Sir Bede Callaghan (1912-1993)
Sir Bede Callaghan, after whom the University's geographical location was renamed in 1992, died from a heart attack in mid-September, aged 81. He was the University's second Chancellor holding the position from 1977 to 1988 after serving as Deputy Chancellor to Sir Alistair McMullin from 1973 to 1977. Born and educated in Newcastle, he was the General Manager of the Commonwealth Development Bank (1959-65) before being appointed Managing Director of the Commonwealth Bank in 1965; a position he held until his retirement in 1976. During a distinguished career, he also held the post of Chairman of the Foreign Investment Review Board and Executive Director of the International Monetary Fund. He was awarded the John Storey Medal in 1974 by the Australian Institute of Management and in 1977 received the Sydney Rotary Club's annual Vocational Service Award. He was knighted for distinguished services to banking in 1976.
Despite his achievements, or perhaps because of them, his theory on life and work was a straight forward one. He always found his work satisfying and therefore did it to the best of his ability. In the year of his knighthood, Sir Bede commented on his work ethic "I suppose it was my Catholic background and my parents' attitudes towards work that strongly influenced my own approach. I do believe there is a certain moral obligation involved. We have a responsibility to work to the best of our ability and we have an obligation to those we work for."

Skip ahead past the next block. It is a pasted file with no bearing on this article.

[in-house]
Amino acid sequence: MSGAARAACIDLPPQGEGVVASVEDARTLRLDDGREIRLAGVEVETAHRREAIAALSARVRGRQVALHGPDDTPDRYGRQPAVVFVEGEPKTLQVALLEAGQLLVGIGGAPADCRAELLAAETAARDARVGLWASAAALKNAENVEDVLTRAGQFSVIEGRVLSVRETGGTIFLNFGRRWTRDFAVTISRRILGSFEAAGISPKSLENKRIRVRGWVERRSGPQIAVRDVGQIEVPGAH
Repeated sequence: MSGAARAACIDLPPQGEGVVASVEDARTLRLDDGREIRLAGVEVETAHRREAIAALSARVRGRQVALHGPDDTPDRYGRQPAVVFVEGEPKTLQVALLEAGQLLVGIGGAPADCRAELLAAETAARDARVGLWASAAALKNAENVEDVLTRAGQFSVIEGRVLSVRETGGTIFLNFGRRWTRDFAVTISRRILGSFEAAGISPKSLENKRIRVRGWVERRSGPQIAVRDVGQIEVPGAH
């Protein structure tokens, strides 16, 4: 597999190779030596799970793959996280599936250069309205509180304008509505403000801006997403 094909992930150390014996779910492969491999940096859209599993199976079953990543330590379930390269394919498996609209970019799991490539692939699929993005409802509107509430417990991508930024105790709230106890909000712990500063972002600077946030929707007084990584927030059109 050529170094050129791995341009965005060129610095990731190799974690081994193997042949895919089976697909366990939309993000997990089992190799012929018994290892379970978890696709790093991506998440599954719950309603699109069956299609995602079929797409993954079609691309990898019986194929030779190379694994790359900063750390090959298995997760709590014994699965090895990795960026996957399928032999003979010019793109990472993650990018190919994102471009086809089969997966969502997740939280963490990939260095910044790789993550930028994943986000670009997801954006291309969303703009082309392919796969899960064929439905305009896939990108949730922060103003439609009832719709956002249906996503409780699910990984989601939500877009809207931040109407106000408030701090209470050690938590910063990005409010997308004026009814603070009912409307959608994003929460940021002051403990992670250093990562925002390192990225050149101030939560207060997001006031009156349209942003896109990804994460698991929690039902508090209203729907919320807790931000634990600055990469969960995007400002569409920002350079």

However, work was something he did rather than spend a lot of time thinking about. He always tried to spend some time during the weekend relaxing. Pastimes that were particular favourites were lawn bowls and following the football, especially the round ball variety. Having spent some time in London, his allegiance to the Chelsea soccer club remained with him until his death. Sir Bede liked all types of sports and took such roles as his Chairmanship of the Institute of Sports Medicine very seriously.
Although closely interested and involved in government matters throughout his life, Sir Bede never had the desire to go into politics. That he left to his son-in-law, former NSW Premier Nick Greiner, whose wife, Kathryn survives her father together with her two sisters and mother, Mollie.
Shortly after Sir Bede's death, the Vice-Chancellor, Professor Mortley spoke on behalf of those who remembered him well. " He worked tirelessly in his 11 years as Chancellor and was dedicated to making the University of prime importance not only for the Hunter Region, but also for New South Wales and Australia. When he stepped down in 1988 he still maintained close links with the University and he will be sadly missed by many good friends that he had on campus."
(Reprinted from Van Gogh's Ear, October 1993, p.2)
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